While many beginning kayakers are worried about mastering the roll and what to do if they can't roll and need to get out of the kayak, the paddling stroke is equally important. Efficient paddling will help keep your body relaxed and less fatigued, and help you avoid potential trouble spots on the river.
Most experienced paddlers prefer to use kayak paddles with offset blades. To set up a paddle for offset use, while looking at the paddle, push the button that lets you split the paddle in half and rotate the right blade so that it faces you if you are right handed, or the left blade faces you if you are left handed. Once you are in the boat, hold the paddle with your dominant wrist fixed and a loose hold with your non-dominant wrist, and keep your back straight.
Place the blade of the dominant hand in the water at a 90-degree angle to the kayak and pull the blade back toward the boat, then lift it out of the water. This motion pushes the other blade forward to the point where it can be dipped in the water. Don't stick the paddle shaft all the way into the water. Keep the stroke simple, just dipping the blade in. You will notice as you start pulling that your arms are making a figure-8 motion with each stroke.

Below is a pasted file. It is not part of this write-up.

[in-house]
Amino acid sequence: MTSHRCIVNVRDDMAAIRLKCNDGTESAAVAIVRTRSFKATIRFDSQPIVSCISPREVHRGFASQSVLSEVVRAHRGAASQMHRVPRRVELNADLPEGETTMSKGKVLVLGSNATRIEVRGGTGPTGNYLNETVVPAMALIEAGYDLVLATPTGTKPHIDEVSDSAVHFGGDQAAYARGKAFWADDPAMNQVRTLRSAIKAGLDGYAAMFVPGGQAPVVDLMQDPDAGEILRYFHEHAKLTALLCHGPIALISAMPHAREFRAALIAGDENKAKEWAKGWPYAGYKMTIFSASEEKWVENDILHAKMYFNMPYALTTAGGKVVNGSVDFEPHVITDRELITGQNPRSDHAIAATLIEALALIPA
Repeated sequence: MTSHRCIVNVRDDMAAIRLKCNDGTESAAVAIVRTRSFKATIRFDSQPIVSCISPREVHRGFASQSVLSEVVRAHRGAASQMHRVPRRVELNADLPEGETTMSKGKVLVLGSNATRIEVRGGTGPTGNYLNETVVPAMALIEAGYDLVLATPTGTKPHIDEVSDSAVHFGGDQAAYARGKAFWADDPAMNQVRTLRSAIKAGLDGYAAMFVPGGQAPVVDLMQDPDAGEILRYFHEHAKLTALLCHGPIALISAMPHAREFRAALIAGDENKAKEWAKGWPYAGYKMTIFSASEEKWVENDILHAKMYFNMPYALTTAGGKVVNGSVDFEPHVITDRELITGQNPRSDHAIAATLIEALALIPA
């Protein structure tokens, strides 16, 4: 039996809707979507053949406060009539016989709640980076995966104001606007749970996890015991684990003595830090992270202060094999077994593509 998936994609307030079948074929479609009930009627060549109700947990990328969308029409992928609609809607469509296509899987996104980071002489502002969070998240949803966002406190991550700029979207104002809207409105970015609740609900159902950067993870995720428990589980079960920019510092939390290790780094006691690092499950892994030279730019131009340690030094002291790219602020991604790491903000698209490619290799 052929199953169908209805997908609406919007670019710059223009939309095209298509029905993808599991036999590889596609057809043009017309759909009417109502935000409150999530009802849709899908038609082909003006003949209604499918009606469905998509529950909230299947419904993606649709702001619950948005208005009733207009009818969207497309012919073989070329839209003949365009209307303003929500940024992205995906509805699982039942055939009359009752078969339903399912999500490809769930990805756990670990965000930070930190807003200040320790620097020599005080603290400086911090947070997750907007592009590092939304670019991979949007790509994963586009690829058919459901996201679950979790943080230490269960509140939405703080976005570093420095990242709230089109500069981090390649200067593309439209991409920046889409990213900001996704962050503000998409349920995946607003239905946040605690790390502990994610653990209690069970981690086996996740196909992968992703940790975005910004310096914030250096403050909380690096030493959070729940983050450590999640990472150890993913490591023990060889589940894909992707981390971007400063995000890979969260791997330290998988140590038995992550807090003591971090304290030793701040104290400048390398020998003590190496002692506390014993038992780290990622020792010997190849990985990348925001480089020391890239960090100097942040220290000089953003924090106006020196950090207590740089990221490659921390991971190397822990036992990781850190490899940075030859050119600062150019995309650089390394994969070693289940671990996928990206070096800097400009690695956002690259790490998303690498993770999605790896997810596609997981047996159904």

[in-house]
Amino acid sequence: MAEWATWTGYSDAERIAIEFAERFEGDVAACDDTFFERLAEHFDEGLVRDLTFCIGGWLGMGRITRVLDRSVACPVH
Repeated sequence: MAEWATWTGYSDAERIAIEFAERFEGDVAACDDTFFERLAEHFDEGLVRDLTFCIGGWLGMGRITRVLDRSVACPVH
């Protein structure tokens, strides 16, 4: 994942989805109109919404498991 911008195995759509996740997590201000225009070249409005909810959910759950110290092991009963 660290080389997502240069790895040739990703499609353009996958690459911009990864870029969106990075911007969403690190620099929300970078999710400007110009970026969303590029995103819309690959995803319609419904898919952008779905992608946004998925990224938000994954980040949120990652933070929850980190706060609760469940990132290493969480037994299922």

Once you have the basic motion down, start to work on using your torso more in the stroke to conserve energy for long sessions on the river. A simple way to practice using your torso in the stroke is to lock your arms at the elbows so that you are forced to reach for each stroke with a twist of the upper body, instead of just with the wrists and shoulders.
There are times, especially where speed of paddling is important, that just using your arms and wrists is better, but for general paddling, use your torso as well.